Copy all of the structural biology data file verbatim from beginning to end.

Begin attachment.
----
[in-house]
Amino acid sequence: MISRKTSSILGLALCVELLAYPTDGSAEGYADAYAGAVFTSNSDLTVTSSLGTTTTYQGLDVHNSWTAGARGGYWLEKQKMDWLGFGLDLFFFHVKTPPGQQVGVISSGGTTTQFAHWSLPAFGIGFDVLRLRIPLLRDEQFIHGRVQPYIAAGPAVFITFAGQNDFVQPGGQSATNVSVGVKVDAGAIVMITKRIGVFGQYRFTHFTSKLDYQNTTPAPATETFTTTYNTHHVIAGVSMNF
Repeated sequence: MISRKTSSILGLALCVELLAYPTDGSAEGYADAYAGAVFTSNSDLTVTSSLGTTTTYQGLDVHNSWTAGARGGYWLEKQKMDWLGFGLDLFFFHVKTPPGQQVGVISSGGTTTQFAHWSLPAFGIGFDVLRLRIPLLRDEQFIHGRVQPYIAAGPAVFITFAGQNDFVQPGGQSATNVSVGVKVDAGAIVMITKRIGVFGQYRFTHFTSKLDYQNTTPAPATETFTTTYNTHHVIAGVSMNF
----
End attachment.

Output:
[in-house]
Amino acid sequence: MISRKTSSILGLALCVELLAYPTDGSAEGYADAYAGAVFTSNSDLTVTSSLGTTTTYQGLDVHNSWTAGARGGYWLEKQKMDWLGFGLDLFFFHVKTPPGQQVGVISSGGTTTQFAHWSLPAFGIGFDVLRLRIPLLRDEQFIHGRVQPYIAAGPAVFITFAGQNDFVQPGGQSATNVSVGVKVDAGAIVMITKRIGVFGQYRFTHFTSKLDYQNTTPAPATETFTTTYNTHHVIAGVSMNF
Repeated sequence: MISRKTSSILGLALCVELLAYPTDGSAEGYADAYAGAVFTSNSDLTVTSSLGTTTTYQGLDVHNSWTAGARGGYWLEKQKMDWLGFGLDLFFFHVKTPPGQQVGVISSGGTTTQFAHWSLPAFGIGFDVLRLRIPLLRDEQFIHGRVQPYIAAGPAVFITFAGQNDFVQPGGQSATNVSVGVKVDAGAIVMITKRIGVFGQYRFTHFTSKLDYQNTTPAPATETFTTTYNTHHVIAGVSMNF